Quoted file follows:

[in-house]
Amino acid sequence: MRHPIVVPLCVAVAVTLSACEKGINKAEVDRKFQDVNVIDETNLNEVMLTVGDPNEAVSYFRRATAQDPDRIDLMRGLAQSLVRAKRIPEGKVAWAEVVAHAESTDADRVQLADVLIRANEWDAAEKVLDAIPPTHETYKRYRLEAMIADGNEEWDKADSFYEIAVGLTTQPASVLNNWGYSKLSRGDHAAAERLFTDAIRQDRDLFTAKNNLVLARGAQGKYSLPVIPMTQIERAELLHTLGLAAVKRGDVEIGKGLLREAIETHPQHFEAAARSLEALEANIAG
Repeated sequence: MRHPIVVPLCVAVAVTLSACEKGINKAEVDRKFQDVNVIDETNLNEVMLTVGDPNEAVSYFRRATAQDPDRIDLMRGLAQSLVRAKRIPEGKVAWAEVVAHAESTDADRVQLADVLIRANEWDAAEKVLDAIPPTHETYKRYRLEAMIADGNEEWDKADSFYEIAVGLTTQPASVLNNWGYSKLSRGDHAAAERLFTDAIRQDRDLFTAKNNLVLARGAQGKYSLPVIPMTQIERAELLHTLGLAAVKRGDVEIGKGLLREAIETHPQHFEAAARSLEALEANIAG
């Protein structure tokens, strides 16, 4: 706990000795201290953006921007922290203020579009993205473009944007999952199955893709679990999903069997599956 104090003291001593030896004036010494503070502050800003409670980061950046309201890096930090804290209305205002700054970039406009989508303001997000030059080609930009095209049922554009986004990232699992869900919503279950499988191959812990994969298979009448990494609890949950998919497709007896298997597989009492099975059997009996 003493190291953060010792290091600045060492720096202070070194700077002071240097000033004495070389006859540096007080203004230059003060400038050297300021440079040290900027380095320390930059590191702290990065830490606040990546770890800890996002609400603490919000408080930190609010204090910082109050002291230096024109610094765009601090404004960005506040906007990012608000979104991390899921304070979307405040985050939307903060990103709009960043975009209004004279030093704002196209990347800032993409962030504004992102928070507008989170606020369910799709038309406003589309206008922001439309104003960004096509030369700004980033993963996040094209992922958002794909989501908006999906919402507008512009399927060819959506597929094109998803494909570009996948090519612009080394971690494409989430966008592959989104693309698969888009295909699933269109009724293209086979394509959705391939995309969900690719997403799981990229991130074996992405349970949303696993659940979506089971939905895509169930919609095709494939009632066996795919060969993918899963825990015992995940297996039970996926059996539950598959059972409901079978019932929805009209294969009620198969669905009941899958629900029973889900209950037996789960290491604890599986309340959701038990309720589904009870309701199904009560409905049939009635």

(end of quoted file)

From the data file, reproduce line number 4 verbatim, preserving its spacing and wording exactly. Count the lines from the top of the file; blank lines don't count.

């Protein structure tokens, strides 16, 4: 706990000795201290953006921007922290203020579009993205473009944007999952199955893709679990999903069997599956 104090003291001593030896004036010494503070502050800003409670980061950046309201890096930090804290209305205002700054970039406009989508303001997000030059080609930009095209049922554009986004990232699992869900919503279950499988191959812990994969298979009448990494609890949950998919497709007896298997597989009492099975059997009996 003493190291953060010792290091600045060492720096202070070194700077002071240097000033004495070389006859540096007080203004230059003060400038050297300021440079040290900027380095320390930059590191702290990065830490606040990546770890800890996002609400603490919000408080930190609010204090910082109050002291230096024109610094765009601090404004960005506040906007990012608000979104991390899921304070979307405040985050939307903060990103709009960043975009209004004279030093704002196209990347800032993409962030504004992102928070507008989170606020369910799709038309406003589309206008922001439309104003960004096509030369700004980033993963996040094209992922958002794909989501908006999906919402507008512009399927060819959506597929094109998803494909570009996948090519612009080394971690494409989430966008592959989104693309698969888009295909699933269109009724293209086979394509959705391939995309969900690719997403799981990229991130074996992405349970949303696993659940979506089971939905895509169930919609095709494939009632066996795919060969993918899963825990015992995940297996039970996926059996539950598959059972409901079978019932929805009209294969009620198969669905009941899958629900029973889900209950037996789960290491604890599986309340959701038990309720589904009870309701199904009560409905049939009635």